Custom Software Apps & SharePoint Consulting

SharePoint Planning and Governance – An exercise in exploration and dialogue

Every custom SharePoint environment requires and a lot of thought and planning before actual coding or implementation ever takes place. Without taking this vital first step, unnecessary complexity and confusion can quickly creep up on you and your users.

Developing a proper plan and long term road map will help keep the environment under control and on a path driven by business needs.  The goal is to provide a tool people can use and ultimately accomplish the business goals set forth.  A proper plan also helps with user adoption by getting business decision makers involved in this process.

Strategies for Governance

  • How will we control the expansion of SharePoint content? 
  • What security roles are going to be needed?
  • What will it take to get our varied departments to work together in achieving business goals?

These are a few questions answered through a governance model.  In a nutshell, a governance model is a set of policies setting out the roles and responsibilities for IT and other departments to cooperate in achieving business goals.  This model is a critical step in planning for SharePoint.

The key word here is cooperate.  IT should get other departments and teams involved when planning governance.  SharePoint is a tool that will be utilized across the company, so varied opinions should be involved in this discussion and seriously considered.  The benefit to including many voices in this discussion are twofold; you will provide solutions to the business needs in addition to getting stakeholders involved in the process. This can decrease resistance from the user stand point and improve SharePoint utilization in the long run.

Microsoft elaborates more on this topic through their TechNet.  Below are a couple of links to articles that go into fine detail regarding governance.

SharePoint 2010 Planning

SharePoint 2013 Planning

Information Architecture & Taxonomy

After you have covered the governance of SharePoint, it’s also important to think about your SharePoint information architecture. You should consider questions like:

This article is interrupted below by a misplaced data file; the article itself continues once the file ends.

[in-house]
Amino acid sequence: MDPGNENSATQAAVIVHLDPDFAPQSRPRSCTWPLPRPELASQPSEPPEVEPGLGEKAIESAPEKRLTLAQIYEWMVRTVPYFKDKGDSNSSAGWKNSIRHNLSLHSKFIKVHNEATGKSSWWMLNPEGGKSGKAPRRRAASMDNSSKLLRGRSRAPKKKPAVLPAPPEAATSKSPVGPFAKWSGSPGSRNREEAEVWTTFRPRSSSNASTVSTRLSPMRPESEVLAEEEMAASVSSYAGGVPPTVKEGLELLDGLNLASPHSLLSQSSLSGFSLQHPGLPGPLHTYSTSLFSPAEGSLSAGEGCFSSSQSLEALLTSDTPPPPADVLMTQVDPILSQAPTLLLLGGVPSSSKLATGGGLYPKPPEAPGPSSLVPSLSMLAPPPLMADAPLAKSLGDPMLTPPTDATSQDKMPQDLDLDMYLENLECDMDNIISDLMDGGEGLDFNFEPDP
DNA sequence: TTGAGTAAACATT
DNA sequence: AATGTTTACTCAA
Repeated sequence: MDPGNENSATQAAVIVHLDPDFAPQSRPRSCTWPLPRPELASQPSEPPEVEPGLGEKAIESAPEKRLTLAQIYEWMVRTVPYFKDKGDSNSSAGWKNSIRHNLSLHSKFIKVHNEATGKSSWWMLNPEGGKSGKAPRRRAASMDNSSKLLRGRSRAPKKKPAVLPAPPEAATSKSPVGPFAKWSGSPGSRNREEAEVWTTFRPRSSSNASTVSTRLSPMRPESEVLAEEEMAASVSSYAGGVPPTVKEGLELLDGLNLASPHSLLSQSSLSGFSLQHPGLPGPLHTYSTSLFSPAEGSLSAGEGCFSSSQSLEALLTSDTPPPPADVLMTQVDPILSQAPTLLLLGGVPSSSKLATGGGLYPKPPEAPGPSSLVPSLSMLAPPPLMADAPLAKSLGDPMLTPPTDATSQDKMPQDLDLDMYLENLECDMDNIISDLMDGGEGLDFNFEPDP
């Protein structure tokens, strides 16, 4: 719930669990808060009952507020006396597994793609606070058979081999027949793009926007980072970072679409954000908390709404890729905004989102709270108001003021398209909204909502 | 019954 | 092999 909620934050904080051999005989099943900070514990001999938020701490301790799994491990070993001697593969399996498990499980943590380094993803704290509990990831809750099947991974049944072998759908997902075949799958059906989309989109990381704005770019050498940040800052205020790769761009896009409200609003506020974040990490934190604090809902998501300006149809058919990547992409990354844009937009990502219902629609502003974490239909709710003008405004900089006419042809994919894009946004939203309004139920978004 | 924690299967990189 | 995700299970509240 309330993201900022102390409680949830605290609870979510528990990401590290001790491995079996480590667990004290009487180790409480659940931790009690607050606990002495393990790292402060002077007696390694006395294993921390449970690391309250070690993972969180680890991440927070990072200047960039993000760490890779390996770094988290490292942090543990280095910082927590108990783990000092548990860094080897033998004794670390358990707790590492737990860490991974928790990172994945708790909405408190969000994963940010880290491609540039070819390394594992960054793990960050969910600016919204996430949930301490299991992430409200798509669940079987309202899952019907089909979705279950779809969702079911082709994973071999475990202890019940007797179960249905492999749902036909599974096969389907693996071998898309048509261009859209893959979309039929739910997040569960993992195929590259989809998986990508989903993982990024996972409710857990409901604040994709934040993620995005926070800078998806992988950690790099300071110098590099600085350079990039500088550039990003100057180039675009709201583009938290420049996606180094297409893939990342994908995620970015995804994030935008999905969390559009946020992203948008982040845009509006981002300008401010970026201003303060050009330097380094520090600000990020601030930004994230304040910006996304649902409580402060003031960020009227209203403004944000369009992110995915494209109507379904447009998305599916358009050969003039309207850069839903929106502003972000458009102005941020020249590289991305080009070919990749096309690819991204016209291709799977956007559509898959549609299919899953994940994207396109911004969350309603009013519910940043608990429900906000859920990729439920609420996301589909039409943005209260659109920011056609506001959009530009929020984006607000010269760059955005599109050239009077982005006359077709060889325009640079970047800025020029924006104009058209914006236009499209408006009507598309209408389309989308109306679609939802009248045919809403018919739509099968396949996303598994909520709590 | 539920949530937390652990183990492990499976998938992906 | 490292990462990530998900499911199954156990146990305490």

• What are we going to need to implement this?
  • What sites are needed, how will they be organized and what will the content look like?
  • How are we going to organize the security around this information?

A clear taxonomy will help design the structure of the information.  This is your chance to organize and classify information in a way that it is readily accessible to all users. You can accomplish this by organizing your business’ information in a hierarchical manner.  This exercise will establish the dependencies and relationships between the content.

Once implemented users will find the information they are looking for much easier to find.  The flow of data and ease of use makes user adoption less of a chore and more of a natural progression.

As you work to establish these hierarchies and organize information, be sure to keep the business involved across this whole process. Rather than dictating what system they are going to use, provide users an opportunity to influence the design. This will empower them with an intuitive tool that works the way they do. As a result, user acceptance and adoption will make for a smooth transition into SharePoint.

If you need to update an existing SharePoint environment, the techniques are much the same. You should examine how the organization utilizes the existing features. Then start a dialogue amongst the key stakeholders on how the current setup could be improved.

This article is a high level overview of SharePoint planning, and these pointers cover just the first baby steps to creating a document management and collaboration system that works for your business. The key take-away is that clear and open communication is the best way to get started!

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